The YU is the same sound (roughly) as in yuck.
posted by Kattullus at 11:00 AM on April 15, 2010 [7 favorites]


AY-ya-FYA-dla-YU-kudl

Gesundheit.
posted by backseatpilot at 11:05 AM on April 15, 2010 [3 favorites]


Clearly the work of TEH TERRERISTS!!
posted by Ogre Lawless at 11:12 AM on April 15, 2010


Learn to read: Ay-va-glerd-tlook?
posted by Duug at 11:14 AM on April 15, 2010


I just wanted to vent (no pun intended, but I'm not apologetic): I'm stuck in Stockholm due to the volcano, along with a number of other computer science folks who were attending a conference here (it ended today). It was interesting to watch the information propagate through the attendees: a few people managed to bolt before airports started closing in the region, but I had to stick around to deliver a talk. Now things get interesting, because I'm stuck here without much in the way of a plan or information. American Airlines' site doesn't seem to acknowledge the existence of volcanos, and their phone lines are saturated.
posted by agent at 11:44 AM on April 15, 2010


Here in Brussels the airport is closed, but despite the clear skies (in and by itself a rare occurrence), the sunset has been merely pretty, not spectacular. I'm a bit disappointed.
posted by Skeptic at 11:52 AM on April 15, 2010


Sunset here (Scottish borders) beautiful and red, but not incredibly out of the ordinary
posted by ukdanae at 12:07 PM on April 15, 2010


Latest news: An even bigger jökulhlaup has just been sighted.
posted by Kattullus at 12:10 PM on April 15, 2010


Update: It seems that all humans on farms in the possible path of the jökulhlaup have been evacuated safely. It is not known if any farm animals are in danger.
posted by Kattullus at 1:06 PM on April 15, 2010


We can't let some damn provincial Icelanders outdo the USA! Lets get the Yellowstone Caldera on the job! Who's with me?
posted by Justinian at 1:07 PM on April 15, 2010 [1 favorite]


Just in case someone else is lurking around in a similar situation to my own, AA has some information about re-booking flights here. Due to whatever commercial arrangements AA has with international carriers, if you have a leg that goes through a particular international carrier, the re-booked flight has to be with that same carrier. Thus, the British Airways leg of the trip is still with BA, so I'm here until Monday unless I shell out for a new one-way trip.
posted by agent at 1:07 PM on April 15, 2010


Kattullus, I'm kind of disappointed that the Wikipedia article you linked to doesn't mention the Missoula floods.
posted by Chocolate Pickle at 1:12 PM on April 15, 2010 [1 favorite]


My god, even the pronunciation file on Wiki sounds like a cruel joke.
posted by disillusioned at 1:14 PM on April 15, 2010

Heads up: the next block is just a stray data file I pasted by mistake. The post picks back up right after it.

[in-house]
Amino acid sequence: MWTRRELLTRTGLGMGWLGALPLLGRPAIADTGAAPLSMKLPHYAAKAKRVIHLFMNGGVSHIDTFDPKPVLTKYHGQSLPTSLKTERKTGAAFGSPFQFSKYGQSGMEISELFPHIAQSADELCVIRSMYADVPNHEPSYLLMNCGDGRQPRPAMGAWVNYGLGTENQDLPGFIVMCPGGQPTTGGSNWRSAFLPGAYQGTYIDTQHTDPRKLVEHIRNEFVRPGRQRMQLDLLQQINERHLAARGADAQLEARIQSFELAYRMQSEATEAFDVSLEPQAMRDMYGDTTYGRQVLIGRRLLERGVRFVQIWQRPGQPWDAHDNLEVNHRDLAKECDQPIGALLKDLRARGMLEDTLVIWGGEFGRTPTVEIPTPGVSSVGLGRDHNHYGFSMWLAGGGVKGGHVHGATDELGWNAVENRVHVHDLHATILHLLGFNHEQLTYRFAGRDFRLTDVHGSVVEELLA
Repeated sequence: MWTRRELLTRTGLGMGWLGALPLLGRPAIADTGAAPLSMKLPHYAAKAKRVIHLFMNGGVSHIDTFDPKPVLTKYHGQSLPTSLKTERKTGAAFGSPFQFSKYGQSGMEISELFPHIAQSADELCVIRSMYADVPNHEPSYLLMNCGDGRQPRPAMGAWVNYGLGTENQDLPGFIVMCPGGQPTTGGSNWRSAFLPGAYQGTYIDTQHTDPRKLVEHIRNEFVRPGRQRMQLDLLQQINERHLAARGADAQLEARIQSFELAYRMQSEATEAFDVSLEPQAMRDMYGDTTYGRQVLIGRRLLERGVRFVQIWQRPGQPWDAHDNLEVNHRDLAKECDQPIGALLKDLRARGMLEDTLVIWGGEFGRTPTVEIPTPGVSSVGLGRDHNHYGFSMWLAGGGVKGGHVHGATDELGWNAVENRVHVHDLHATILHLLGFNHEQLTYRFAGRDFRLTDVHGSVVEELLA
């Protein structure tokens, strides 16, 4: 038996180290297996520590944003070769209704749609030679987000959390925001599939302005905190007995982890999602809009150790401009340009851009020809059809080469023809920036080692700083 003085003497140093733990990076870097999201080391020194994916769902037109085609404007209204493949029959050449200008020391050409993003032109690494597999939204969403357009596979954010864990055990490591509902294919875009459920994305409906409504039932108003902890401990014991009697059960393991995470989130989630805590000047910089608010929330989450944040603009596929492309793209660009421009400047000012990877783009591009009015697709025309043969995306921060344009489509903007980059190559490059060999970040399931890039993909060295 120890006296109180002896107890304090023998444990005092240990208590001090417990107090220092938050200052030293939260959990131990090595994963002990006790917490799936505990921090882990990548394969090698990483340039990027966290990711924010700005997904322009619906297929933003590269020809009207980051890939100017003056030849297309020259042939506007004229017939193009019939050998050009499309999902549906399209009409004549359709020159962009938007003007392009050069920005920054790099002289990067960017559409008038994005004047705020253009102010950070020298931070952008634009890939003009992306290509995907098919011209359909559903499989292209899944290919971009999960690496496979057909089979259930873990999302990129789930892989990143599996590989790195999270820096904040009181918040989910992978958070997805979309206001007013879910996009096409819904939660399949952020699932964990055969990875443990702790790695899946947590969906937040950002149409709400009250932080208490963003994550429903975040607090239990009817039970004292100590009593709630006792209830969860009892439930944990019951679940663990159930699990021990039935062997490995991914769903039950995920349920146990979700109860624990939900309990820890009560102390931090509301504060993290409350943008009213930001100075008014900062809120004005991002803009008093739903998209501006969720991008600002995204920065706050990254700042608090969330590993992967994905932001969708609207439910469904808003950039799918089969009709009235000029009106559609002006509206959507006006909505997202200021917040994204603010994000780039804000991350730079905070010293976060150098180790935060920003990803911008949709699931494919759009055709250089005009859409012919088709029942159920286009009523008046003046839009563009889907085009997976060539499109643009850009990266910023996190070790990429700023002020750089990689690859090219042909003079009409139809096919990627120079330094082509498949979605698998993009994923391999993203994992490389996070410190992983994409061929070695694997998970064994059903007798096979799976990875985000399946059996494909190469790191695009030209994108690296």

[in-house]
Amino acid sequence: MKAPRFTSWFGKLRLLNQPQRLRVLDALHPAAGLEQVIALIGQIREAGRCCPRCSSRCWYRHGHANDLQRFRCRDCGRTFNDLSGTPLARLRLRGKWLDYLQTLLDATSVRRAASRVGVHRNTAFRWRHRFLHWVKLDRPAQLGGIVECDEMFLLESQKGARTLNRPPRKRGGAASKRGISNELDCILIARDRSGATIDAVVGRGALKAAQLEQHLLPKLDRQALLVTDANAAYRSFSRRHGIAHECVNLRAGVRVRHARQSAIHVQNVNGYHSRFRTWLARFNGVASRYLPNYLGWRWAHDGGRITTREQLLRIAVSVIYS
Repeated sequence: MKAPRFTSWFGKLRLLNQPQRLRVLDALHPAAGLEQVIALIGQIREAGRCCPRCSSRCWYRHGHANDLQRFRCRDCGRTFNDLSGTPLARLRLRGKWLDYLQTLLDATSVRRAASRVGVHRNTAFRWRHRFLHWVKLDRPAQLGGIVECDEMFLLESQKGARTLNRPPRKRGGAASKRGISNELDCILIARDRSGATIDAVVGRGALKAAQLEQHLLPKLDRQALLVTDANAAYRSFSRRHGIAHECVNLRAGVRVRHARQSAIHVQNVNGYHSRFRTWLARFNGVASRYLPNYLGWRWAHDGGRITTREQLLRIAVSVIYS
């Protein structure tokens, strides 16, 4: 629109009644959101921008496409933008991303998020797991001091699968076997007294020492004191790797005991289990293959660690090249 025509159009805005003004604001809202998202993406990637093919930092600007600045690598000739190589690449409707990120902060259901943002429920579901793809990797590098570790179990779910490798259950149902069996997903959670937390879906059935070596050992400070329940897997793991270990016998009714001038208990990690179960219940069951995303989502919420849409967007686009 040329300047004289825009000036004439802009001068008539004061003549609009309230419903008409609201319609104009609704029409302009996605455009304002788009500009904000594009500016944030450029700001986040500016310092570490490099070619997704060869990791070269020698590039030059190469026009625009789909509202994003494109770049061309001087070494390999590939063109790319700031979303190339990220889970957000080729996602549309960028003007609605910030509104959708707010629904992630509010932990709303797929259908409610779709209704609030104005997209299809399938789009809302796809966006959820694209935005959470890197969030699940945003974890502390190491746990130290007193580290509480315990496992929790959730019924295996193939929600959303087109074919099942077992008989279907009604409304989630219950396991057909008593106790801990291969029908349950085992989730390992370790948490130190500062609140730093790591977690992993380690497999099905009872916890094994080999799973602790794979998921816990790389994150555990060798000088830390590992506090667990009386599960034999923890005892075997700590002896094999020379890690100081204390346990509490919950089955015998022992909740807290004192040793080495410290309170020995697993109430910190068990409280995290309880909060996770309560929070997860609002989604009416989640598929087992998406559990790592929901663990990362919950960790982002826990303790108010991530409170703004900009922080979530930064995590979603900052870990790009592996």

I'm stuck in London. They rebooked me from Friday afternoon this morning and then Saturday afternoon this evening. I suppose this is a bit askme, but since it is topical. What are the alternative, and perhaps creative routes for return to the east coast of the USA assuming a long term suspension of Northern Europe to US plane service (rail to southern Europe?, trans-siberian rail to Kamchatka, steamer, there must be some way?
posted by humanfont at 2:22 PM on April 15, 2010


Swim.
posted by Dysk at 2:48 PM on April 15, 2010


You're in London - find the Thames, get to open water, follow the coast round, then just go East.
posted by Dysk at 2:49 PM on April 15, 2010


This AskMe is going badly.
posted by Artw at 2:52 PM on April 15, 2010 [1 favorite]


Wait, East? That's the long way. At least aim for Newfoundland.
posted by stevis23 at 3:06 PM on April 15, 2010


If you could get to Madrid by train, you might be able to find a flight to Miami.
posted by Chocolate Pickle at 3:14 PM on April 15, 2010


The long way round's much more scenic. Open sea gets old really fast.
posted by Dysk at 3:17 PM on April 15, 2010


So some Danish science guys have put together this fun (and by "fun" I mean "terrifying") animated gif of how they predict the volcanic spew is going to waft across Europe in the coming days. Keep in mind that a) this is just a projection, and b) that we're not necessarily talking about a giant black cloud of ash and sulfur billowing over Europe and blotting out the sun. This map is just tracking how far they expect ash particles to travel.

I'm in the southwest, and the flooding and ash plume is about, say, an hour's drive from me. You wouldn't know there was any such eruption from where we are, as the wind is mercifully moving from west to east. Should it change direction, we might expect the type of ashfall that you can see in these photos (click the images for larger size).